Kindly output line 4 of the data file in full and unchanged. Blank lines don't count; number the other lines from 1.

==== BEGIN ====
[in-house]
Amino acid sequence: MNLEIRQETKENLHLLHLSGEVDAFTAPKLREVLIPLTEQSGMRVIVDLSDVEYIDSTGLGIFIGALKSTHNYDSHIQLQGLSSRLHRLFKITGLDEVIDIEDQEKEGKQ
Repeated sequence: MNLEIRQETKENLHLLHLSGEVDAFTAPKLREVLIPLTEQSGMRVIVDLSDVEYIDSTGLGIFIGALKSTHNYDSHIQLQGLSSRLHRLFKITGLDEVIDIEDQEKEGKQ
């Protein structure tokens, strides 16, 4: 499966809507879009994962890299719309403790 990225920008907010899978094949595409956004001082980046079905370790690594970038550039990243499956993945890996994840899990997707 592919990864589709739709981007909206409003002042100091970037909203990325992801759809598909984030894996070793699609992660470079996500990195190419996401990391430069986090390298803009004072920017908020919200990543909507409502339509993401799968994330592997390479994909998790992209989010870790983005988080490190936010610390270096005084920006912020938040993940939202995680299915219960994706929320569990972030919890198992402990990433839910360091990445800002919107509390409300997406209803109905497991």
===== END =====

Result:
């Protein structure tokens, strides 16, 4: 499966809507879009994962890299719309403790 990225920008907010899978094949595409956004001082980046079905370790690594970038550039990243499956993945890996994840899990997707 592919990864589709739709981007909206409003002042100091970037909203990325992801759809598909984030894996070793699609992660470079996500990195190419996401990391430069986090390298803009004072920017908020919200990543909507409502339509993401799968994330592997390479994909998790992209989010870790983005988080490190936010610390270096005084920006912020938040993940939202995680299915219960994706929320569990972030919890198992402990990433839910360091990445800002919107509390409300997406209803109905497991």